The system integrator view
Engineers look at IoT technology as a networking stack, which is, in a sense, simply a protocol map (see Figure 1.1). Mapping protocols from where the sensor data come in, to the application is the absolute wrong way to look at the tech -- at least for business.
A protocol is a language used to communicate between devices or systems. For details, see the section "Network Fabric" below.
This is plumbing and not where the value originates. It does not mean that if you sell plumbing, you are not providing value, but plumbing is a means to an end; it is the way to get data from one place to another. I don't look at IoT tech as a networking stack because it doesn't properly isolate and highlight where value is created.
The design house view
Designers have a different view (see Figure 1.2). They ask, "What are the end-user touch points?" "What's the back-end interface for the customer?" And "How do we tailor the product to fit both their needs?" Designers look at IoT tech as a front end and back end with enabling infrastructure in between. That's a little better. That's a little closer to value, but there's a better way.
The business view
Of course, system integrators and design houses need a business angle, but that's not their primary perspective. Inspired by cyber-physical systems and software-defined networks, the business view (see Figure 1.3) groups IoT tech into these four parts:
- The software-defined product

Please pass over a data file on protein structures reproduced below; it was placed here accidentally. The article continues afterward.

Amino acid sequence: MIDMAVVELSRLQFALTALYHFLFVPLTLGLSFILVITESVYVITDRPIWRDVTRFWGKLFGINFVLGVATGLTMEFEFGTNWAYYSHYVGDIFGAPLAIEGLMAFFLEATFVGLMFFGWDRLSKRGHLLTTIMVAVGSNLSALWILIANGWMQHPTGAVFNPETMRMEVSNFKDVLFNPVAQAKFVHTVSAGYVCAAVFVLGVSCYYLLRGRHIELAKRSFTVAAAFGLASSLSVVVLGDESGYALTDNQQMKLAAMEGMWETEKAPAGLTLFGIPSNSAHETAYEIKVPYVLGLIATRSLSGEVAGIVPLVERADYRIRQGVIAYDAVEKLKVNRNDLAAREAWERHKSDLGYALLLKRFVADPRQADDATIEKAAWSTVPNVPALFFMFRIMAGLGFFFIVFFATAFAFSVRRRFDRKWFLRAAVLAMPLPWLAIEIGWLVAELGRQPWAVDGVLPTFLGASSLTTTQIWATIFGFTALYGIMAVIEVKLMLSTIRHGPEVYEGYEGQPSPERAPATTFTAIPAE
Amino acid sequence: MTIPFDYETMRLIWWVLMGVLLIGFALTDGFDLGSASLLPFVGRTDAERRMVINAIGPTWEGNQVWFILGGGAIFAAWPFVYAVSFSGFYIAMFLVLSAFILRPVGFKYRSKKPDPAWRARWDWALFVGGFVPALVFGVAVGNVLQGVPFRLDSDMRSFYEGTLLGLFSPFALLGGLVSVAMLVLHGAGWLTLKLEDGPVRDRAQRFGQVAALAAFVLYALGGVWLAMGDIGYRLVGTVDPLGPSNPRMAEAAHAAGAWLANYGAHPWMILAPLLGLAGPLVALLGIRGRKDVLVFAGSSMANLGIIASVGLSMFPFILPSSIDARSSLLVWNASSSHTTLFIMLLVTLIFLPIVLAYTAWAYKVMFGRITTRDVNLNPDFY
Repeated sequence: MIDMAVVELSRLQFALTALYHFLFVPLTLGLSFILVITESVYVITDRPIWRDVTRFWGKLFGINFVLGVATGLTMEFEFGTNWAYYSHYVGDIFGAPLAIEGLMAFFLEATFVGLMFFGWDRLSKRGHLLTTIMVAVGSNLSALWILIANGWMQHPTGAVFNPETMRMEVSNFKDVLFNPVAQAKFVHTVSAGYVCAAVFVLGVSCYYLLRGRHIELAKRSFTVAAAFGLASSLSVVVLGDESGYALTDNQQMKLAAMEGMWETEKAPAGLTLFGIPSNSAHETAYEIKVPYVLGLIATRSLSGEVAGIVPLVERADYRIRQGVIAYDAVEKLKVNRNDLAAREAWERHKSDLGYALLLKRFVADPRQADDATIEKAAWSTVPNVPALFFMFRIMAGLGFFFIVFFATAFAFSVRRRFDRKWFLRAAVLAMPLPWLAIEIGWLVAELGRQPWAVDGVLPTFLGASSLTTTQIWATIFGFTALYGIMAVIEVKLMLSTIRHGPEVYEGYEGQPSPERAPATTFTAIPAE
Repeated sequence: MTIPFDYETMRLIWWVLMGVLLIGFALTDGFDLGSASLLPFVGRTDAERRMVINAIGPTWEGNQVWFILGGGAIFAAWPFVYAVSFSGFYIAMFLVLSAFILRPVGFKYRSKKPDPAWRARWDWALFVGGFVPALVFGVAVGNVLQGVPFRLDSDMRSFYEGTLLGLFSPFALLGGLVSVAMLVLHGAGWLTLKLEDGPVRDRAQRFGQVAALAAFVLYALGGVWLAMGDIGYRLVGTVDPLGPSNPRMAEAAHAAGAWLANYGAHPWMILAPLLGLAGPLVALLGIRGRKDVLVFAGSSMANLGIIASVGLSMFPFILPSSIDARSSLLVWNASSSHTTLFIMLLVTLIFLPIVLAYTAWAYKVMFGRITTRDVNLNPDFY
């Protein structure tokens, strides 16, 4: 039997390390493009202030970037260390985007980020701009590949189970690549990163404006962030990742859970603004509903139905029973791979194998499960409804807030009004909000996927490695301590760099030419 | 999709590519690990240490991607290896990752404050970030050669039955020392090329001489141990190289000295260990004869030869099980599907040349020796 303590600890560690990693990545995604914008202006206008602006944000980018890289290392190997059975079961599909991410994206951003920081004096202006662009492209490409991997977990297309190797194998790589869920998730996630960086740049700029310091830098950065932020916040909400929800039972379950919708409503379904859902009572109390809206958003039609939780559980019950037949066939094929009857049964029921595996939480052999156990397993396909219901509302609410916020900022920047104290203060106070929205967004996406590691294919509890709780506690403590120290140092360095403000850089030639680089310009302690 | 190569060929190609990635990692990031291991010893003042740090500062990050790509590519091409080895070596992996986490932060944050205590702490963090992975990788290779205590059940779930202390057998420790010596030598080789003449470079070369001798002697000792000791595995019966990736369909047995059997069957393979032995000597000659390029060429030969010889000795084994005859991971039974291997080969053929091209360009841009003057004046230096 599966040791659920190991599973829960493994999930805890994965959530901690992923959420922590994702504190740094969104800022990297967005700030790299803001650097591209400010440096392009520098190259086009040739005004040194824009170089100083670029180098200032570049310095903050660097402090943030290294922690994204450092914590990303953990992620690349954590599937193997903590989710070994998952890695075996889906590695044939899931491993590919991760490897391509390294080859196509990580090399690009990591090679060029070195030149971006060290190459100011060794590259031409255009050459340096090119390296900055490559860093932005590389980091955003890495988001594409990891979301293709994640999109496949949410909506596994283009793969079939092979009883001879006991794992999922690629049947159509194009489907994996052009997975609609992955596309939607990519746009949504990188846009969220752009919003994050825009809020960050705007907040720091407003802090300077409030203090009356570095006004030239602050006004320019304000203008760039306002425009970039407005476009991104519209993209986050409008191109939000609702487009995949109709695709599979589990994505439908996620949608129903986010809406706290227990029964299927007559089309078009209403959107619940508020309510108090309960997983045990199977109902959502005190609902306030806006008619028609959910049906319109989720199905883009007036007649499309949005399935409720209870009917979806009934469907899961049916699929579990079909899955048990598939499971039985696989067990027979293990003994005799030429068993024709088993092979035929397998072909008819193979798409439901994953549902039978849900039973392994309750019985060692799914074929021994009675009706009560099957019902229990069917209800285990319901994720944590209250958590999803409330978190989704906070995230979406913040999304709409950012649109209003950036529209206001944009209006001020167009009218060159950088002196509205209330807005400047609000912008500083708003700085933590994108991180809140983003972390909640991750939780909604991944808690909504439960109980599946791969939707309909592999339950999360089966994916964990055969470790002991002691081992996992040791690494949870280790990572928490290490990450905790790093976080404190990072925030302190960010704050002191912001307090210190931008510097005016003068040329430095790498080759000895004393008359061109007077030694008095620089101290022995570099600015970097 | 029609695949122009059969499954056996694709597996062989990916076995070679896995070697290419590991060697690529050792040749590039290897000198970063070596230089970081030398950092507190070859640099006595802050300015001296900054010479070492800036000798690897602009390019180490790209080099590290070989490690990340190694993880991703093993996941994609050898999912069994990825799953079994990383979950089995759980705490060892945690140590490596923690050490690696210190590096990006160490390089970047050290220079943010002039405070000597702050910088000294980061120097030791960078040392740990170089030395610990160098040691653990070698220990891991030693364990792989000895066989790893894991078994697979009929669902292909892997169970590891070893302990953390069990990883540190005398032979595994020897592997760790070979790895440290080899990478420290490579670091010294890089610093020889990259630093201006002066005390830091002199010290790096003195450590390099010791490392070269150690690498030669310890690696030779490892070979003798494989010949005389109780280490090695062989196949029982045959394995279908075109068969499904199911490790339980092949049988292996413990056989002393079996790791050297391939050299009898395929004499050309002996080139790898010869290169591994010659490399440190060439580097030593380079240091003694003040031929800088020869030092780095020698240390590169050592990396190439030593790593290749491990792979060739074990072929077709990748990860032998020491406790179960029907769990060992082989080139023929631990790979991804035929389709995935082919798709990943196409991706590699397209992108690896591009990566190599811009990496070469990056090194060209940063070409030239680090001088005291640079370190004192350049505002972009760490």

- The hardware-defined product
- The external systems
which are all linked by:
- The network fabric
A fifth part, which isn't really a part, permeates the entire system. IoT cybersecurity is broader than IT security because it protects data at rest and data in motion, requiring knowledge in mobile security, network security, app security, web and cloud security, and system security. The business counterpart to cybersecurity is risk management.
Cybersecurity is technology that protects the confidentiality, integrity, and accessibility of the IoT product's data at rest and in motion. See Chapter 16.
All incremental value from an IoT product comes from transforming its data into useful information. Information -- IoT is pure information technology, and information is from where its value emanates.
The ingredients of this information are different data, lots of data from the product's sensors and external systems. The recipe, which defines how the data are put together, is described by the cyber model. Value is created by executing the model with the application and interrogating it with analytics. This top-down view, where value defines the information we need, which defines the data we need, is the best way to look at IoT tech for business. The trio of value is the cyber model, the application, and the analytics.
All other technology is there to collect and deliver data. Let's use this value-centric perspective to look at IoT tech in more detail.
Reprinted with permission from McGraw-Hill, copyright © 2018